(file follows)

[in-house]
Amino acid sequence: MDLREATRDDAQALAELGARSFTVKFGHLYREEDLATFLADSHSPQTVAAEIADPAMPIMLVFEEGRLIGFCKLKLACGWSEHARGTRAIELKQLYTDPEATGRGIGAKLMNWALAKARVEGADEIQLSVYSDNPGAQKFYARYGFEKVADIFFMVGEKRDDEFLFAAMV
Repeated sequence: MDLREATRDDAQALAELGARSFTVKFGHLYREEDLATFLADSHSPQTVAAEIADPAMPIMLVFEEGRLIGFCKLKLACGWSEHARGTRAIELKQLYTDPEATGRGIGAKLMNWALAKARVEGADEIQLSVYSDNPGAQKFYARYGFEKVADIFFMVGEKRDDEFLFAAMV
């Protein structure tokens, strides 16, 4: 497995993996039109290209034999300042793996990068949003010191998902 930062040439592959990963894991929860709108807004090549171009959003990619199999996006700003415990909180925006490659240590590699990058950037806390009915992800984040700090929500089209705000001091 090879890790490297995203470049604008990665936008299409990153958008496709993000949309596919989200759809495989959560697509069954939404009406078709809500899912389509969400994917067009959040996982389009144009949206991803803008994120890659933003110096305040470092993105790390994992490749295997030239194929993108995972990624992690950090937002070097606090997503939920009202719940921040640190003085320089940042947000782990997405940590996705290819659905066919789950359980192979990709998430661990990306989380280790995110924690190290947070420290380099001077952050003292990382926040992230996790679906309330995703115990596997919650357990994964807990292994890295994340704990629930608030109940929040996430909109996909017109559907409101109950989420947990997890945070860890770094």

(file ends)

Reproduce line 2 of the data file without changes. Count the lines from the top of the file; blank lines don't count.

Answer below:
Amino acid sequence: MDLREATRDDAQALAELGARSFTVKFGHLYREEDLATFLADSHSPQTVAAEIADPAMPIMLVFEEGRLIGFCKLKLACGWSEHARGTRAIELKQLYTDPEATGRGIGAKLMNWALAKARVEGADEIQLSVYSDNPGAQKFYARYGFEKVADIFFMVGEKRDDEFLFAAMV